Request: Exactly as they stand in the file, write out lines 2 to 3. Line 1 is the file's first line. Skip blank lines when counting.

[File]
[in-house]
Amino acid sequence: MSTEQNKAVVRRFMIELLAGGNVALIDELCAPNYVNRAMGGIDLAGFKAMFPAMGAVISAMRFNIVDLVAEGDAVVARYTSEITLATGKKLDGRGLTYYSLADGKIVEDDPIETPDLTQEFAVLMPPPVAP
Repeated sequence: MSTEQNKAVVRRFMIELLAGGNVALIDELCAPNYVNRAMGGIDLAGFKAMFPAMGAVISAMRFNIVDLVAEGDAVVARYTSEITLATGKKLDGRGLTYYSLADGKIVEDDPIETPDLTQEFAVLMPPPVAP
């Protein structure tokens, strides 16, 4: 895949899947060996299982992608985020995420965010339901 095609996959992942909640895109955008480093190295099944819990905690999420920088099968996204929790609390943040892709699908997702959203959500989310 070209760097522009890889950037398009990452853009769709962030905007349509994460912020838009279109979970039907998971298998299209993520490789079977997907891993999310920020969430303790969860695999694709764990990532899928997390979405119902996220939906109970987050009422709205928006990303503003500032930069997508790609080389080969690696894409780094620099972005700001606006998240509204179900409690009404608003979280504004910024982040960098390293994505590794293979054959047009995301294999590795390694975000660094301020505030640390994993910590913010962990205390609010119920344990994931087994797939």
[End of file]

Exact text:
Amino acid sequence: MSTEQNKAVVRRFMIELLAGGNVALIDELCAPNYVNRAMGGIDLAGFKAMFPAMGAVISAMRFNIVDLVAEGDAVVARYTSEITLATGKKLDGRGLTYYSLADGKIVEDDPIETPDLTQEFAVLMPPPVAP
Repeated sequence: MSTEQNKAVVRRFMIELLAGGNVALIDELCAPNYVNRAMGGIDLAGFKAMFPAMGAVISAMRFNIVDLVAEGDAVVARYTSEITLATGKKLDGRGLTYYSLADGKIVEDDPIETPDLTQEFAVLMPPPVAP